Sixth District Court Judge Don V. Tibbs won't preside over an upcoming drug case in that court and will be replaced by 4th District Court Judge Boyd L. Park.
The decision is the aftermath of an affidavit signed by Sevier County Sheriff John Meacham and filed by County Attorney Don V. Tibbs in which it was asserted that Tibbs has been biased and prejudiced in previous drugs cases.Tibbs denied the charges but issued an order stating that the matter should be assigned to another district judge to be determined by the State Court Administrator's office. Presiding Judge Cullen Y. Christensen reviewed the matter and issued a notice stating, "Under the regular rotation for assignment of cases, this matter has been assigned to Division 4, Judge Boyd L. Park, for further hearing."
The trial of John Gilbert Lopez and Tommy Joseph Paul was initially set for Sept. 17 but was postponed pending negotiations and scheduling of a new trial date. The defendants are accused of having a large quantity of marijuana in their possession.
In Meacham's affidavit, filed Aug. 30, the sheriff asked that Tibbs be removed from the bench for the trial, claiming the judge "has a bias or prejudice regarding stops or motor vehicles by Sevier County law enforcement officers where controlled substances are found subsequent to such stops." It concluded that "a fair hearing is impossible before such judge."
The affidavit cites several cases where it was contended that bias or prejudice was evident. It was contended in one case that several findings of the court "had no basis given the evidence presented to the court."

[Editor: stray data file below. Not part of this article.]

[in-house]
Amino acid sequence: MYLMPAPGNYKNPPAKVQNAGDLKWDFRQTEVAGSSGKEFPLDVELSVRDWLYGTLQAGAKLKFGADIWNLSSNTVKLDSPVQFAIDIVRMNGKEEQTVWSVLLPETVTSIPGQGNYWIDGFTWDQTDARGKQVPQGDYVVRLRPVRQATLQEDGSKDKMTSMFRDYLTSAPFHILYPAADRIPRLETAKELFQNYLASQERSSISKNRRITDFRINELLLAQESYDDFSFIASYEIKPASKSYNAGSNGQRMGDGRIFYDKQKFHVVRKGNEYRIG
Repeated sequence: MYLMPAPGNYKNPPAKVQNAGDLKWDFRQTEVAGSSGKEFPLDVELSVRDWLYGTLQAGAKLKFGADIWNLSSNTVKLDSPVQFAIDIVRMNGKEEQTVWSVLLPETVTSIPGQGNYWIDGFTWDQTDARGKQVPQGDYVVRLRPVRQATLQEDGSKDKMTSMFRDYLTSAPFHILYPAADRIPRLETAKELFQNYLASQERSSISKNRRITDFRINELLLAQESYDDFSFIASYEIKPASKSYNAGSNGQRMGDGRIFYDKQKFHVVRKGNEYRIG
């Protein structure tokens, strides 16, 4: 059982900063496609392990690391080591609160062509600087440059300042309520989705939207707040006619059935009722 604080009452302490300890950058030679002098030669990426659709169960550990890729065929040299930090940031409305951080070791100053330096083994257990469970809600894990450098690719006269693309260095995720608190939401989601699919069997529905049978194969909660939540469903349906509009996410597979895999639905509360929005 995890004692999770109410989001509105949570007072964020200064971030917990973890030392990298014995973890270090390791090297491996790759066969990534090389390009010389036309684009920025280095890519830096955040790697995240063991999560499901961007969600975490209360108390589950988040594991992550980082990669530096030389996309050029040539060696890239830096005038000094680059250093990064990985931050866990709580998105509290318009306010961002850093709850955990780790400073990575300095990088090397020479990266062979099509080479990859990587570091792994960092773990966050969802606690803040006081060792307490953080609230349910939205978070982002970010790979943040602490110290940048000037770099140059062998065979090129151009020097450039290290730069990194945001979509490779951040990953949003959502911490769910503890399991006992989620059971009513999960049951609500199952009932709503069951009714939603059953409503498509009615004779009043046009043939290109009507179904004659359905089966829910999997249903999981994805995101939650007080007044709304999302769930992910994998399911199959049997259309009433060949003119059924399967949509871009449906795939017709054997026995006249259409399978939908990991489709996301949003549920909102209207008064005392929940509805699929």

Tibbs has ordered suppression of evidence in some cases, concluding illegal arrests had occurred and that minority individuals were unfairly stopped and searched.
The sheriff said that despite a guilty plea in one case, the judge "went on to state that he was going to send a message to law enforcement that the court would not tolerate any questioning of individuals stopped on the highway except questions specifically related to the reason for the stop, even though the stop was legitimate and the person stopped voluntarily responded to the question."
The judge also angered local law enforcement officers and the county attorney when he ordered the return of more than $1 million in another case. The charges claimed the money was obtained from the sales of drugs, but the defendants contended it was received from the sale of diamonds. Tibbs said the court concluded that several witnesses falsely identified themselves, therefore impeaching testimonies.
Although Tibbs decided to let another judge rule on whether he should not be retained on the bench during the Lopez-Paul trial, he questioned Meacham's "sufficiency of the allegation of disqualifications," adding that the affidavit was not made in good faith and was without legal basis.